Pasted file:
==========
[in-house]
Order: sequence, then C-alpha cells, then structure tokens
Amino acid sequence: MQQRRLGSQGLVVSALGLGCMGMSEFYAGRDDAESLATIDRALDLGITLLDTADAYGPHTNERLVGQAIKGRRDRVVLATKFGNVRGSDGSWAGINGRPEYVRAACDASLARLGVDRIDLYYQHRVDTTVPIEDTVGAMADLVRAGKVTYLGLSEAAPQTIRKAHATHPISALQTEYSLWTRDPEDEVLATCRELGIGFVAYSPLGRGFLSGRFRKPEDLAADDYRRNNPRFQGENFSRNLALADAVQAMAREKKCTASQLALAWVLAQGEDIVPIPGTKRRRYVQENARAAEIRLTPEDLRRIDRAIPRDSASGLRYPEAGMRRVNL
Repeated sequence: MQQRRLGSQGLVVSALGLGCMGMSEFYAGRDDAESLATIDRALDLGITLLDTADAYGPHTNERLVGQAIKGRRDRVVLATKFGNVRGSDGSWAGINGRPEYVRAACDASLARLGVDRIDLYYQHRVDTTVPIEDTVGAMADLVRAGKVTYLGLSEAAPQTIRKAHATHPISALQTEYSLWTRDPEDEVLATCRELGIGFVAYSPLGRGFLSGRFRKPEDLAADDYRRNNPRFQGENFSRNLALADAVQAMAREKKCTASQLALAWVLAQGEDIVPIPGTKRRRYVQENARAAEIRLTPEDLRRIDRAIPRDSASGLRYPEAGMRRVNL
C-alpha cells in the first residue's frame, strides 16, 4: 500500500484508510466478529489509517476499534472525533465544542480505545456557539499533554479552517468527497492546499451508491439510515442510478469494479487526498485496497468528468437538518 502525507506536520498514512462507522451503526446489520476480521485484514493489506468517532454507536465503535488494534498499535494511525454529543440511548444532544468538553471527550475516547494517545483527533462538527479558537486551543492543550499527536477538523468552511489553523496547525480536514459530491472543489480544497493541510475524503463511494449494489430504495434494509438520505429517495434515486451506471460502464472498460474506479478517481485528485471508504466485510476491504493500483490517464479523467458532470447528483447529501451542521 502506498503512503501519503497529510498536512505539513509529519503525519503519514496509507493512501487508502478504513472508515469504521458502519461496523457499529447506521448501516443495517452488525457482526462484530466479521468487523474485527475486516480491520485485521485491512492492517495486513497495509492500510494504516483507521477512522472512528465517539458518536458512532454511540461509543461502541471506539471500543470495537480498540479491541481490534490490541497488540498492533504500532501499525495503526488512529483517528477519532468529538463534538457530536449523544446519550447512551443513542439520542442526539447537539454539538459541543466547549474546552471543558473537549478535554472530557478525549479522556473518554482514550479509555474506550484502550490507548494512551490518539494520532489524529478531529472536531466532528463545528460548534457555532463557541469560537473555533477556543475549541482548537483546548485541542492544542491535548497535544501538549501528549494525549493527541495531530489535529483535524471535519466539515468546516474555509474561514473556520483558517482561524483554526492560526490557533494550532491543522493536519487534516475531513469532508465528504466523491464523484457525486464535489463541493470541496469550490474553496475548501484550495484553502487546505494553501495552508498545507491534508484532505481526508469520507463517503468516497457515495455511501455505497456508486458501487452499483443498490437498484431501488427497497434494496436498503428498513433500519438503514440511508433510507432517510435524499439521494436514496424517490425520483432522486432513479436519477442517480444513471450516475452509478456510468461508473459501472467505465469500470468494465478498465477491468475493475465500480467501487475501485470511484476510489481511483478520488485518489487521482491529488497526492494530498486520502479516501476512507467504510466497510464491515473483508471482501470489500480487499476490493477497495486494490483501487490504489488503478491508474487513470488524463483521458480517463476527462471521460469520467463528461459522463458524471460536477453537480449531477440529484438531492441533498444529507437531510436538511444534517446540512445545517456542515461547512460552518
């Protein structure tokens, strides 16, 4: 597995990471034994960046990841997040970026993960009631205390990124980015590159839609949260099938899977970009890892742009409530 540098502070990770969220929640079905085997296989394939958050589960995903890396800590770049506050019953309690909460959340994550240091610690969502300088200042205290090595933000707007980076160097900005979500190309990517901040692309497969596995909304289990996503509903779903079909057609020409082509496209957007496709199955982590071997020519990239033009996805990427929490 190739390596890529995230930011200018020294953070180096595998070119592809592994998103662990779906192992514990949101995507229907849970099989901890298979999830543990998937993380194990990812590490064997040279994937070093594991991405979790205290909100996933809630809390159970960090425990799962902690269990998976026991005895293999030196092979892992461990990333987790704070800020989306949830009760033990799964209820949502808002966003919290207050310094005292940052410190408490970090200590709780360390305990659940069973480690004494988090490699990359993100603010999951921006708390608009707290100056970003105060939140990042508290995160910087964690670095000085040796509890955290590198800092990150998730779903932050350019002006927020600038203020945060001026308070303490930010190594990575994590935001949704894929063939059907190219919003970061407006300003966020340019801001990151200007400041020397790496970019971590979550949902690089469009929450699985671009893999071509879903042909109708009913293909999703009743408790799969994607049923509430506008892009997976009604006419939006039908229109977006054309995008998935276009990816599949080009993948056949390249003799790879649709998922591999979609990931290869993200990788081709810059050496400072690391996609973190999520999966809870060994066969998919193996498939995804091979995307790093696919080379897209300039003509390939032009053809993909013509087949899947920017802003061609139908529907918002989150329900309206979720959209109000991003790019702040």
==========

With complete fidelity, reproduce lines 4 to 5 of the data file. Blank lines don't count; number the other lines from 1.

Repeated sequence: MQQRRLGSQGLVVSALGLGCMGMSEFYAGRDDAESLATIDRALDLGITLLDTADAYGPHTNERLVGQAIKGRRDRVVLATKFGNVRGSDGSWAGINGRPEYVRAACDASLARLGVDRIDLYYQHRVDTTVPIEDTVGAMADLVRAGKVTYLGLSEAAPQTIRKAHATHPISALQTEYSLWTRDPEDEVLATCRELGIGFVAYSPLGRGFLSGRFRKPEDLAADDYRRNNPRFQGENFSRNLALADAVQAMAREKKCTASQLALAWVLAQGEDIVPIPGTKRRRYVQENARAAEIRLTPEDLRRIDRAIPRDSASGLRYPEAGMRRVNL
C-alpha cells in the first residue's frame, strides 16, 4: 500500500484508510466478529489509517476499534472525533465544542480505545456557539499533554479552517468527497492546499451508491439510515442510478469494479487526498485496497468528468437538518 502525507506536520498514512462507522451503526446489520476480521485484514493489506468517532454507536465503535488494534498499535494511525454529543440511548444532544468538553471527550475516547494517545483527533462538527479558537486551543492543550499527536477538523468552511489553523496547525480536514459530491472543489480544497493541510475524503463511494449494489430504495434494509438520505429517495434515486451506471460502464472498460474506479478517481485528485471508504466485510476491504493500483490517464479523467458532470447528483447529501451542521 502506498503512503501519503497529510498536512505539513509529519503525519503519514496509507493512501487508502478504513472508515469504521458502519461496523457499529447506521448501516443495517452488525457482526462484530466479521468487523474485527475486516480491520485485521485491512492492517495486513497495509492500510494504516483507521477512522472512528465517539458518536458512532454511540461509543461502541471506539471500543470495537480498540479491541481490534490490541497488540498492533504500532501499525495503526488512529483517528477519532468529538463534538457530536449523544446519550447512551443513542439520542442526539447537539454539538459541543466547549474546552471543558473537549478535554472530557478525549479522556473518554482514550479509555474506550484502550490507548494512551490518539494520532489524529478531529472536531466532528463545528460548534457555532463557541469560537473555533477556543475549541482548537483546548485541542492544542491535548497535544501538549501528549494525549493527541495531530489535529483535524471535519466539515468546516474555509474561514473556520483558517482561524483554526492560526490557533494550532491543522493536519487534516475531513469532508465528504466523491464523484457525486464535489463541493470541496469550490474553496475548501484550495484553502487546505494553501495552508498545507491534508484532505481526508469520507463517503468516497457515495455511501455505497456508486458501487452499483443498490437498484431501488427497497434494496436498503428498513433500519438503514440511508433510507432517510435524499439521494436514496424517490425520483432522486432513479436519477442517480444513471450516475452509478456510468461508473459501472467505465469500470468494465478498465477491468475493475465500480467501487475501485470511484476510489481511483478520488485518489487521482491529488497526492494530498486520502479516501476512507467504510466497510464491515473483508471482501470489500480487499476490493477497495486494490483501487490504489488503478491508474487513470488524463483521458480517463476527462471521460469520467463528461459522463458524471460536477453537480449531477440529484438531492441533498444529507437531510436538511444534517446540512445545517456542515461547512460552518